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Some Statistics Worth Knowing about Bipolar Disorder

  • It is one of the most common mental disorders across the globe, alongside anxiety, depression and OCD.
  • In the UK, there were close to four million cases of mood disorders in 2013, including bipolar.
  • In 2014, only 0.4% of people aged 65 to 74 years screened positive with the figure being 3.4% for those between the ages of 16 and 24. These figures show that youngsters were at greater risk of having the condition than older people.

Origins of Bipolar Disorder and Who Is at Risk

There are a number of risk factors that can combine to trigger bipolar, but the presence of one single risk factor does not mean you will have the condition. One such influence is genetics, as the disorder has been found to run in families. If you have relatives who suffer anxiety disorder or any other psychiatric conditions, you could also be at risk of developing bipolar.

Your environment can also put you at risk, especially if you experience a major life change or stressful event. Another possible trigger is substance abuse, as well as anxiety disorders or seasonal depression.

The structure of your brain may also be a risk factor. While further research is needed in this area, certain findings on brain scans may be associated with the disorder. This condition affects both men and women, but your gender can make you predisposed to having one form of the disease over another. For instance, women tend to be at higher risk of having the rapid cycling variety, while men are more likely to suffer from early-onset bipolar disorder.

Symptoms of Bipolar Disorder

Some of the symptoms include unusual behaviours, changes in activity levels and sleep patterns, as well as periods of unusually intense emotion. The symptoms may differ, depending on whether you are having a manic or depressive episode.

If you or a loved one are experiencing a manic episode, you may notice symptoms like irritability or agitation, unusually high levels of activity, trouble sleeping, feeling or acting jumpy, feeling ‘high’ or engaging in risky behaviour like being reckless or spending excessively.

A depressive episode may be accompanied by symptoms like suicidal thoughts, tiredness, eating too little or too much, forgetting a lot, trouble concentrating, feeling worried, reduced activity levels, having little energy, and feeling hopeless or sad. There may be times when you will experience both depressive and manic symptoms during a single mood episode. Such an episode can make you feel extremely energised, whilst simultaneously feeling hopeless or empty.

Bipolar Disorder and Addiction: Understanding the Relationship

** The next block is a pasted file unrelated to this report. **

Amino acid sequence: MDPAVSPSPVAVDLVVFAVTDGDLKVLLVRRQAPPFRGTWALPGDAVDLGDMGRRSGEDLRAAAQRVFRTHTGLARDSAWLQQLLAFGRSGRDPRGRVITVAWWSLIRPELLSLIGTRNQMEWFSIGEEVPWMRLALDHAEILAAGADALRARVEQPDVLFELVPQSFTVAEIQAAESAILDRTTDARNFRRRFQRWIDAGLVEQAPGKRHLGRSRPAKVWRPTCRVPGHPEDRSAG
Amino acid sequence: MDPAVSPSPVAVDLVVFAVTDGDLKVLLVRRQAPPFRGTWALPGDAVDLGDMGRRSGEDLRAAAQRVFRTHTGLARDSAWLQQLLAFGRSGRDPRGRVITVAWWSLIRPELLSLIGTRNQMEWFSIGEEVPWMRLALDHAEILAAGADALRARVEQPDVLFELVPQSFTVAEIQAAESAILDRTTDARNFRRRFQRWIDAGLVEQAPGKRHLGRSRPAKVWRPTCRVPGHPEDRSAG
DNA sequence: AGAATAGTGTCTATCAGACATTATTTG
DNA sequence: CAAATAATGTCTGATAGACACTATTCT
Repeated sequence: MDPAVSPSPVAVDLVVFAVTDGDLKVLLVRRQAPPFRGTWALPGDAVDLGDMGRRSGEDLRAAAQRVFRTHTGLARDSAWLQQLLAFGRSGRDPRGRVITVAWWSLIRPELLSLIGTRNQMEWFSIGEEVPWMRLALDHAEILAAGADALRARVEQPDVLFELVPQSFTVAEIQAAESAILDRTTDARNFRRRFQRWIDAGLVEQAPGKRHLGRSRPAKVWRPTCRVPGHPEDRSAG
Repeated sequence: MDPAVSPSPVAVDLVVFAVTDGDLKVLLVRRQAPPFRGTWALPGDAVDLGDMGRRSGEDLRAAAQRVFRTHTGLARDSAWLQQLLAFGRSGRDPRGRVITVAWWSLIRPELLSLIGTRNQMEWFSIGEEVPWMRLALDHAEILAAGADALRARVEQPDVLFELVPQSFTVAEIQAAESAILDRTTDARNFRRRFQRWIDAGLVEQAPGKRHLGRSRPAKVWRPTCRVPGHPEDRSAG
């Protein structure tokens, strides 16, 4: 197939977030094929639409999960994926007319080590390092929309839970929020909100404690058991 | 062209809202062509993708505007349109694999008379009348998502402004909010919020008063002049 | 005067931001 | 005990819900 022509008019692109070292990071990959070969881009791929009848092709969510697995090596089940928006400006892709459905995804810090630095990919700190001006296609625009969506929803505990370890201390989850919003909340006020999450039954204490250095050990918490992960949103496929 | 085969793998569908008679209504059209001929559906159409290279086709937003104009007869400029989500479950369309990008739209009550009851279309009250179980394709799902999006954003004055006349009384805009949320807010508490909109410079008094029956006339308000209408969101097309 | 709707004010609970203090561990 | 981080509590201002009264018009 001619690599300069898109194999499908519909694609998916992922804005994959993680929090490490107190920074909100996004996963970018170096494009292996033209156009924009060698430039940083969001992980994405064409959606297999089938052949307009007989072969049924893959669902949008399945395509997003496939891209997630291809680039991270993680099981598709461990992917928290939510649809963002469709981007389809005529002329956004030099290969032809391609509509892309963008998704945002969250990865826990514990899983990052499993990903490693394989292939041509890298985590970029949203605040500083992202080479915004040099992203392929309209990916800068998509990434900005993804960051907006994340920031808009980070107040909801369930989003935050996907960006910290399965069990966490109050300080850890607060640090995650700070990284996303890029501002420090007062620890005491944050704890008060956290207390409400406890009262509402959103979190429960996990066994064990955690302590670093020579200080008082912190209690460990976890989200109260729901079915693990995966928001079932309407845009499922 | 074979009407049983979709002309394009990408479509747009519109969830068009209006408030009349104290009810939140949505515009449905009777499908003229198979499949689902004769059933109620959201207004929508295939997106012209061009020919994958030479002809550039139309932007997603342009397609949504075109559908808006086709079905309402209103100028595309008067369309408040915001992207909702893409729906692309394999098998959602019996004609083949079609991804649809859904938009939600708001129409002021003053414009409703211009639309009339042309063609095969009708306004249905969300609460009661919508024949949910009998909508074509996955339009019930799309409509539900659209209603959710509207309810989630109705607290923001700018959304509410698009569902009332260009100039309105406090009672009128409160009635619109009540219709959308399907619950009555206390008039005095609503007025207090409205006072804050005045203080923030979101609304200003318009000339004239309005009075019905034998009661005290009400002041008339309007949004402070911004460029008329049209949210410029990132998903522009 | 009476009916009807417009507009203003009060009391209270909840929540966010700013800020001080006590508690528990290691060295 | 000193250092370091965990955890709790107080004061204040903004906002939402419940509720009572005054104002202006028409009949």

It is not usual to have this condition and yet, abuse drugs or alcohol, perform poorly at work or in school, or have relationship problems. In many cases, alcoholism occurs alongside bipolar. While the association between this mental disorder and alcoholism is not fully understood yet, there are a number of factors that are likely to influence the relationship.

The same genetic traits that have been liked to bipolar disorder may also affect the brain’s response to drugs and alcohol, resulting in a greater chance of developing addiction and alcoholism. Anxiety and depression may be symptoms – and you may decide to consume alcohol to alleviate these symptoms – but drinking can actually make them worse. This only results in a vicious cycle.

During episodes of mania, you could easily find yourself with lowered inhibitions or making bad judgement calls that might result in drug abuse or increased alcohol consumption.

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Why Are So Many People with Bipolar Disorder Addicted to Substances?

One of the reasons so many people dealing with this disorder also struggle with addiction is that they are trying to control the extremes. It may seem like the easier route to use drugs or alcohol to control your symptoms, instead of going to a doctor. The chances are that you’re trying to manage your symptoms as best as you can, without actually knowing that you have a mental condition.

Another reason might be that people with the disorder actively look for extremes. It is possible that they may want to induce a manic or hypomanic state by indulging in drug use. Although drug use does not always lead to mania, it can induce a similar state. This isn’t farfetched once you consider that the extremes of substance abuse can compare to those of bipolar.

If you are aware that you or a loved one has bipolar, it is of utmost importance to avoid or help prevent substance abuse, because successful treatment can prove to be difficult in cases of dual diagnosis. However, if an addiction as well as bipolar disorder is present, there are centres which provide dual diagnosis treatment.

The Effects of Substance Abuse on Bipolar Disorder

If you engage in substance abuse, your behaviour is likely to increase the rapid cycling between hypomania, depression, or mania. You may experience more intense episodes and there’s a good chance of mood swings occurring more frequently.